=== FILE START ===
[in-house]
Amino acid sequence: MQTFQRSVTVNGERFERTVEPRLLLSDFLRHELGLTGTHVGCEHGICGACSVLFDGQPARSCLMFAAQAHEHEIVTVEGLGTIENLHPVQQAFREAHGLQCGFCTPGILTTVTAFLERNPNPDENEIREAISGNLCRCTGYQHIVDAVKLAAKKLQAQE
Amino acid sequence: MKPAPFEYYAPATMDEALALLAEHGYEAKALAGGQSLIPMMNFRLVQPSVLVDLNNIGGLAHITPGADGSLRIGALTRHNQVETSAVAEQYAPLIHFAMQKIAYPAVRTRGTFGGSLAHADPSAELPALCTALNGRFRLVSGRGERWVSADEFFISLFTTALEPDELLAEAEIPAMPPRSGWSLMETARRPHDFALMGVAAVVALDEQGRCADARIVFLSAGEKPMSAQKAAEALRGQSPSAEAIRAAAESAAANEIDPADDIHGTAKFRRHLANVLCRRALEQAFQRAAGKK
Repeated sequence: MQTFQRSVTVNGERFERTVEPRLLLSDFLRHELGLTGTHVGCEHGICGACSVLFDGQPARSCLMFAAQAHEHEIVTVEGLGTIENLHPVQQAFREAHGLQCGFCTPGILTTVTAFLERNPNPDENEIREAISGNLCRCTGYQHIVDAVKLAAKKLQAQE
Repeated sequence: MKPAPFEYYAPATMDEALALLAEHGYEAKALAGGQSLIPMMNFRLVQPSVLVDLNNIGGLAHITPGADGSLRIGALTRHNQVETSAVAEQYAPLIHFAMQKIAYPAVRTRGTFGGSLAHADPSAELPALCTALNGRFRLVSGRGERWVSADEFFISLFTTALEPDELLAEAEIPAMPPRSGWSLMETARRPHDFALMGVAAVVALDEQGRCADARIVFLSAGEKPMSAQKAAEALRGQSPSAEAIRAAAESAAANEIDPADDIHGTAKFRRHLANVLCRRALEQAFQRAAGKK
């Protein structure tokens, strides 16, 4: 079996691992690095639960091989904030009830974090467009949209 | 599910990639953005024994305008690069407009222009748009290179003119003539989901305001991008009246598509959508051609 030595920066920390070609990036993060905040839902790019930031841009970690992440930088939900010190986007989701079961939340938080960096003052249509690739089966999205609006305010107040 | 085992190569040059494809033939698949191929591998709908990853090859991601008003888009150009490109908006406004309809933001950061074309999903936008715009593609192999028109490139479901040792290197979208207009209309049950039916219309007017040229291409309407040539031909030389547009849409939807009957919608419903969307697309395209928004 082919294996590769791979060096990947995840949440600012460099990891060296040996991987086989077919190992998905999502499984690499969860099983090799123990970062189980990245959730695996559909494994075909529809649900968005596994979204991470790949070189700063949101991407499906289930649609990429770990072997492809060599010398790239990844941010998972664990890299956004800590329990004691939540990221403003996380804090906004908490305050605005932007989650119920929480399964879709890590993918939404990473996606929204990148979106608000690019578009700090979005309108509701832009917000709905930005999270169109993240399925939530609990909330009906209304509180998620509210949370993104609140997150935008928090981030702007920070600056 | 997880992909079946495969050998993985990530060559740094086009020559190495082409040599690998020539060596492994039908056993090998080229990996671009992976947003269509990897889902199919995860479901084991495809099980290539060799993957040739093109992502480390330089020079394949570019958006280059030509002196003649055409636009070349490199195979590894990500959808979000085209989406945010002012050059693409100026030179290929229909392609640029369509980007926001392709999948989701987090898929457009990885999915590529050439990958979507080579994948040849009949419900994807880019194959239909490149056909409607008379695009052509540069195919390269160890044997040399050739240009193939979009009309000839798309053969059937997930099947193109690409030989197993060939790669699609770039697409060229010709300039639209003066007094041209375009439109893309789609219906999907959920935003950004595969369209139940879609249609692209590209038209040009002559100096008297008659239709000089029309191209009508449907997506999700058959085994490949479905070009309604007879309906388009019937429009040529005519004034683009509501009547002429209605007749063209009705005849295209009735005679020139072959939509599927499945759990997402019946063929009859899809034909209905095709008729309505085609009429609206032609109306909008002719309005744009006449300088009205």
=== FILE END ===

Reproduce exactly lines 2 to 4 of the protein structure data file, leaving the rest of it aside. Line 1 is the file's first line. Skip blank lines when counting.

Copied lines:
Amino acid sequence: MQTFQRSVTVNGERFERTVEPRLLLSDFLRHELGLTGTHVGCEHGICGACSVLFDGQPARSCLMFAAQAHEHEIVTVEGLGTIENLHPVQQAFREAHGLQCGFCTPGILTTVTAFLERNPNPDENEIREAISGNLCRCTGYQHIVDAVKLAAKKLQAQE
Amino acid sequence: MKPAPFEYYAPATMDEALALLAEHGYEAKALAGGQSLIPMMNFRLVQPSVLVDLNNIGGLAHITPGADGSLRIGALTRHNQVETSAVAEQYAPLIHFAMQKIAYPAVRTRGTFGGSLAHADPSAELPALCTALNGRFRLVSGRGERWVSADEFFISLFTTALEPDELLAEAEIPAMPPRSGWSLMETARRPHDFALMGVAAVVALDEQGRCADARIVFLSAGEKPMSAQKAAEALRGQSPSAEAIRAAAESAAANEIDPADDIHGTAKFRRHLANVLCRRALEQAFQRAAGKK
Repeated sequence: MQTFQRSVTVNGERFERTVEPRLLLSDFLRHELGLTGTHVGCEHGICGACSVLFDGQPARSCLMFAAQAHEHEIVTVEGLGTIENLHPVQQAFREAHGLQCGFCTPGILTTVTAFLERNPNPDENEIREAISGNLCRCTGYQHIVDAVKLAAKKLQAQE